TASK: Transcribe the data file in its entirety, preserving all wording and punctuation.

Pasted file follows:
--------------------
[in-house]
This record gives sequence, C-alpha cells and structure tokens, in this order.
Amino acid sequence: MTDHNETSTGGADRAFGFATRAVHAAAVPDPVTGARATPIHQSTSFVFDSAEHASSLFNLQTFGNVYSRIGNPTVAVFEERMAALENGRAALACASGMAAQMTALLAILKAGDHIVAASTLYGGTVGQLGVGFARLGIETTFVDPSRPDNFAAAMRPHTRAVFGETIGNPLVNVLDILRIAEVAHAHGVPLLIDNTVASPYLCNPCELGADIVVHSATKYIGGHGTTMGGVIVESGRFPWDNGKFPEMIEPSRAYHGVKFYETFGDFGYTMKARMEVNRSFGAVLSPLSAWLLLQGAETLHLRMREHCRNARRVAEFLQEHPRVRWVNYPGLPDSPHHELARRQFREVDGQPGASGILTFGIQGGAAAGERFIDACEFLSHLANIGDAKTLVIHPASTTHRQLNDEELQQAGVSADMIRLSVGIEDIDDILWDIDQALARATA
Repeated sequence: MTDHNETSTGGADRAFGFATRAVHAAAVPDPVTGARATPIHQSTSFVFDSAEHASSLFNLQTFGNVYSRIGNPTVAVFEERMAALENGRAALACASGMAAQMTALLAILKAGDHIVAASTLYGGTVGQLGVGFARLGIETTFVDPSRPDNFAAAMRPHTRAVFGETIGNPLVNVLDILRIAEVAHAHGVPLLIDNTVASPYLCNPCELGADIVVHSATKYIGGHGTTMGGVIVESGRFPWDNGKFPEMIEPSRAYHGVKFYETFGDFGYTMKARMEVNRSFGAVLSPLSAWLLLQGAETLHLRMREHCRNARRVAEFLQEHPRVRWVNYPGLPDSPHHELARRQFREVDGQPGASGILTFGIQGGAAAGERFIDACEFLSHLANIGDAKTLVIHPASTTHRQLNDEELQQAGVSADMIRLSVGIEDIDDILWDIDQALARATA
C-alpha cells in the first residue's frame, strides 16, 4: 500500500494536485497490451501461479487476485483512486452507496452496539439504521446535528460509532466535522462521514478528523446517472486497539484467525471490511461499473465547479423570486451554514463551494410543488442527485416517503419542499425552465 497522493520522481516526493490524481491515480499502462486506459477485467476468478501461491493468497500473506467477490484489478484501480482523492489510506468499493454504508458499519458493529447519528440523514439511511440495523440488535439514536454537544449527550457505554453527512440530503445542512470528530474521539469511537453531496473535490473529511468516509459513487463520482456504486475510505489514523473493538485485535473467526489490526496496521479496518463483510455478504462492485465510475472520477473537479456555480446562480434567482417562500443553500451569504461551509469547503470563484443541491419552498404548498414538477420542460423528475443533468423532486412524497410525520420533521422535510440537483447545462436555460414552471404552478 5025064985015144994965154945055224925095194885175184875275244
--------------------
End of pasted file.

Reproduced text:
[in-house]
This record gives sequence, C-alpha cells and structure tokens, in this order.
Amino acid sequence: MTDHNETSTGGADRAFGFATRAVHAAAVPDPVTGARATPIHQSTSFVFDSAEHASSLFNLQTFGNVYSRIGNPTVAVFEERMAALENGRAALACASGMAAQMTALLAILKAGDHIVAASTLYGGTVGQLGVGFARLGIETTFVDPSRPDNFAAAMRPHTRAVFGETIGNPLVNVLDILRIAEVAHAHGVPLLIDNTVASPYLCNPCELGADIVVHSATKYIGGHGTTMGGVIVESGRFPWDNGKFPEMIEPSRAYHGVKFYETFGDFGYTMKARMEVNRSFGAVLSPLSAWLLLQGAETLHLRMREHCRNARRVAEFLQEHPRVRWVNYPGLPDSPHHELARRQFREVDGQPGASGILTFGIQGGAAAGERFIDACEFLSHLANIGDAKTLVIHPASTTHRQLNDEELQQAGVSADMIRLSVGIEDIDDILWDIDQALARATA
Repeated sequence: MTDHNETSTGGADRAFGFATRAVHAAAVPDPVTGARATPIHQSTSFVFDSAEHASSLFNLQTFGNVYSRIGNPTVAVFEERMAALENGRAALACASGMAAQMTALLAILKAGDHIVAASTLYGGTVGQLGVGFARLGIETTFVDPSRPDNFAAAMRPHTRAVFGETIGNPLVNVLDILRIAEVAHAHGVPLLIDNTVASPYLCNPCELGADIVVHSATKYIGGHGTTMGGVIVESGRFPWDNGKFPEMIEPSRAYHGVKFYETFGDFGYTMKARMEVNRSFGAVLSPLSAWLLLQGAETLHLRMREHCRNARRVAEFLQEHPRVRWVNYPGLPDSPHHELARRQFREVDGQPGASGILTFGIQGGAAAGERFIDACEFLSHLANIGDAKTLVIHPASTTHRQLNDEELQQAGVSADMIRLSVGIEDIDDILWDIDQALARATA
C-alpha cells in the first residue's frame, strides 16, 4: 500500500494536485497490451501461479487476485483512486452507496452496539439504521446535528460509532466535522462521514478528523446517472486497539484467525471490511461499473465547479423570486451554514463551494410543488442527485416517503419542499425552465 497522493520522481516526493490524481491515480499502462486506459477485467476468478501461491493468497500473506467477490484489478484501480482523492489510506468499493454504508458499519458493529447519528440523514439511511440495523440488535439514536454537544449527550457505554453527512440530503445542512470528530474521539469511537453531496473535490473529511468516509459513487463520482456504486475510505489514523473493538485485535473467526489490526496496521479496518463483510455478504462492485465510475472520477473537479456555480446562480434567482417562500443553500451569504461551509469547503470563484443541491419552498404548498414538477420542460423528475443533468423532486412524497410525520420533521422535510440537483447545462436555460414552471404552478 5025064985015144994965154945055224925095194885175184875275244